Jim Ryun shatters Mile world record 50 years ago
“In New Zealand, we thought the Mile belonged to us. It was a shock when Jazy broke Peter Snell’s record, but when I heard on the radio that the American kid had run two seconds faster, I thought it must be a mistake."; No American male has held the outdoor Mile world record since.
By Roger Robinson, Runner's World
Fifty years ago, July 17, 1966, Jim Ryun of Kansas University broke the world record for one Mile. His 3:51.3 at UC Berkeley was more than two seconds faster than Michel Jazy’s one-year-old mark of 3:53.6. Ryun was 19 years and two months, the youngest man ever to hold the record.
For 30 years America’s Milers had been in the wilderness. The last American to hold the world record was Glenn Cunningham, also of Kansas, from 1934 to 1937. Cunningham’s Olympic silver in 1936 was the last time any American had reached the 1500 meter podium.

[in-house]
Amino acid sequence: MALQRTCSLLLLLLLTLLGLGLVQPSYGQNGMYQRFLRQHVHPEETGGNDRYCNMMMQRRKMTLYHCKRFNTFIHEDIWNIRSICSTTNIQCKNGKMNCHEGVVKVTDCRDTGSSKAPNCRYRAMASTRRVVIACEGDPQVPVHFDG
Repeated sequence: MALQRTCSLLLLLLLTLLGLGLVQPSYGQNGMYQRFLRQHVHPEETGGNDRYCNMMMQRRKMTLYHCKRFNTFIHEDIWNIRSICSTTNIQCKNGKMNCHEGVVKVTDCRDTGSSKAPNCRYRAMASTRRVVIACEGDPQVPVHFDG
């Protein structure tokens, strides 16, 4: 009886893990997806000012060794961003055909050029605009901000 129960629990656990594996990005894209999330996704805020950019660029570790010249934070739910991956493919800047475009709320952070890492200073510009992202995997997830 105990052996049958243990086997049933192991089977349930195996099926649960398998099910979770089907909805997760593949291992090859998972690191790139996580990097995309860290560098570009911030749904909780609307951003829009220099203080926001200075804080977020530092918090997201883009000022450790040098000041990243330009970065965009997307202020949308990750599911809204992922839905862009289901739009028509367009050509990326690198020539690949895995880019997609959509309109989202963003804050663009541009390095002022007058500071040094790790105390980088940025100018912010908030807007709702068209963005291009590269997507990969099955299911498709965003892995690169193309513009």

“We were waiting for the next great American Miler. Track was a major fan sport in those days, with big crowds, and every important meet covered on TV. Americans fans love the Mile. Dandy new Milers kept appearing—[Jim] Beatty, [Dyrol] Burleson, [Jim] Grelle, [Cary] Weisiger, [Tom] O’Hara—but none quite came up to it. At the 1964 Olympics, it was Bob Schul and Billy Mills who won in the longer races, while our middle-distance runners were overshadowed by [Peter] Snell of New Zealand. Then all of a sudden, this Kansas college kid shatters the world record,” said Greg Vitiello, 81, a lifetime New York track fan and historian for the USA Track & Field Hall of Fame.
If America was triumphant, the rest of the world was almost incredulous.
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